The plane was only 40% full, so we in the cattle quarters could in fact spread out and sleep a bit more comfortably (although the designers of the Boeing Triple Seven might want to do something about the bulky seat belt housings, which dig into your ribs when you have three seats to yourself and stretch out).

The next morning we landed at a very quiet Heathrow Airport. By the afternoon we were in the countryside and had met the gorgeous Mia. She laughs easily and seemed to welcome us with her warm blue eyes, but took a few days to get used to the strange couple who directed a never-ending stream of ridiculous baby babble at her.

Kate and James live in Shellingford, Oxfordshire, a village of only 173 people and one church – there is not a single shop or cafe or pub. It is about an hour’s drive from Oxford and nestles in the Vale of the White Horse, a beautiful part of England.

We took walks in the muddy countryside and admired the ancient, grey houses decorated with delicate Christmas lights that glowed white and red in the dark and cold evenings. A sort of electric frost.

Then, about a week before Christmas Day, Kate started feeling ill. Her body ached as it sometimes does before flu and her eyes were sore: as if her eyeballs were ‘swollen’.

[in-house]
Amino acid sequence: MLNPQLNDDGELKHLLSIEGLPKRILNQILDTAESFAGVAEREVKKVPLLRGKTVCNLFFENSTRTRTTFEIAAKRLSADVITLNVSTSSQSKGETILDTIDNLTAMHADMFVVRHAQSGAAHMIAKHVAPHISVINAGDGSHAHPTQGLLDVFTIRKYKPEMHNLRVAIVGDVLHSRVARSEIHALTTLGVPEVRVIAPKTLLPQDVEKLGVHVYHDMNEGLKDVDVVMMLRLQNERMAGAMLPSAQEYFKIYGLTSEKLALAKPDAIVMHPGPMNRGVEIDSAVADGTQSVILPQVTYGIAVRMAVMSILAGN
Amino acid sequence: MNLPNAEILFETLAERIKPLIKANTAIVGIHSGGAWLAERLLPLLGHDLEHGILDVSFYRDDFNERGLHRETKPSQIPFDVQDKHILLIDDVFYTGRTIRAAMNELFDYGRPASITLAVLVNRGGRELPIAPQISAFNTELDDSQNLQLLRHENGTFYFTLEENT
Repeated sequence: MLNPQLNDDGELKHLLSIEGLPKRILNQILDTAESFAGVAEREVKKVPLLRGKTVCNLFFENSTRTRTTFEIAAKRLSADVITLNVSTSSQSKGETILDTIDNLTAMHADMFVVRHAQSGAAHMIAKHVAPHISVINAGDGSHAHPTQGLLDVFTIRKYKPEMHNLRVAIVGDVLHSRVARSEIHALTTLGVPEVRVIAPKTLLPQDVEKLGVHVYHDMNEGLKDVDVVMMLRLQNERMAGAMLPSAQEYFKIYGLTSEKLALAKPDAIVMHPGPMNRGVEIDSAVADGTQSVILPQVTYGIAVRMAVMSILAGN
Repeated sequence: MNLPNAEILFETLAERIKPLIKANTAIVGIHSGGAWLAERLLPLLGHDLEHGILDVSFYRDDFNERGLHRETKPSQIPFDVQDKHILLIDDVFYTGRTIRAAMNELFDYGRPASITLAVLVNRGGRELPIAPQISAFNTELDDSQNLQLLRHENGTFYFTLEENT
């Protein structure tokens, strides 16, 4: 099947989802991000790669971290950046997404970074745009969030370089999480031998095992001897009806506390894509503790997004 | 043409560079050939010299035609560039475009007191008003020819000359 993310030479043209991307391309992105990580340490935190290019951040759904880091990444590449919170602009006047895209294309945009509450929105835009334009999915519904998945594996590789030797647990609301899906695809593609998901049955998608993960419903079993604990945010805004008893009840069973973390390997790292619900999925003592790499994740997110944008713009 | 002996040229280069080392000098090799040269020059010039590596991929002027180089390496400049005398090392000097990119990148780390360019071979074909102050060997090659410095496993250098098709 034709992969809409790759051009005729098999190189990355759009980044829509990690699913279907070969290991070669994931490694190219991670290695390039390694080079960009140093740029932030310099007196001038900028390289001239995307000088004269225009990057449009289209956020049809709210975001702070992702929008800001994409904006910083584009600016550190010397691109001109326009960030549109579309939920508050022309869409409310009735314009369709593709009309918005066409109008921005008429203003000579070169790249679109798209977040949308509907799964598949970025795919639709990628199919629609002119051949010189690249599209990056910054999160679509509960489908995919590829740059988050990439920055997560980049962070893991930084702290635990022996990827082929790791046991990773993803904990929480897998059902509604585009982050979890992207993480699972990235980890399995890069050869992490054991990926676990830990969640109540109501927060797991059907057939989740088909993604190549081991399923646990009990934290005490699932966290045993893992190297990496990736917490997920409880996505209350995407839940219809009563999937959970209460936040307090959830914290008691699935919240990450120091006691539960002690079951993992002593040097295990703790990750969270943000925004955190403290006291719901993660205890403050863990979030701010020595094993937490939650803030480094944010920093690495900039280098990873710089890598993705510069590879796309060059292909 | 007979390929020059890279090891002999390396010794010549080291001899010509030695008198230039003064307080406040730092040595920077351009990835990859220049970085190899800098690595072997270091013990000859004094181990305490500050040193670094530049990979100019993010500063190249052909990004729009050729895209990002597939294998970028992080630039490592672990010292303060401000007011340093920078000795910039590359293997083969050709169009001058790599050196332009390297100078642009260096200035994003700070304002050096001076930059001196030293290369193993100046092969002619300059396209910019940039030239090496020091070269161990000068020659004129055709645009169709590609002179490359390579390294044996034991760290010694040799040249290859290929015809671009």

She and James took a Covid19 test. Mia seemed a bit niggly too.

Our younger children had busted out of London as it was about to go into a Tier Four lockdown. We moved with them into a guesthouse about 400m from Kate and James and Mia.

A night or two later we watched, horrified, as UK health secretary Matt Hancock told the world via television news channels that a new, particularly virulent strain of the virus had been introduced to the UK from South Africa. Anybody having contact with South Africans who had travelled to the UK within the past fortnight should isolate for 14 days, he said.

We were pandemic pariahs. Common sense dictated anyway that we lie low, but we tried out Australian accents … just in case.

Kate and James got their results back: both were positive. They were required to isolate – as were we for having been in their proximity – so our Christmas Day family reunion was doomed.

December 25 arrived and we were stuck in our guesthouse. An artificial Christmas tree flickered lazily in the corner. Its lack of any seasonal zest made it seem like it was mocking us.

All masked up, I fetched our portion of the uncooked Christmas meal from Kate and James and we later watched on Zoom from our respective households as the other opened presents. Mia – by now back to fine health – made merry with the colourful Christmas paper and ignored the presents they had contained.

In the evening we cooked and ate our Christmas meals in the two venues and shared photographs on WhatsApp. Not quite what we had planned, but it was fun anyway.

Meanwhile, Hancock announced that all flights from the UK to South Africa had been stopped. We had no idea – and still don’t – whether we would be flying home on January 7, as scheduled.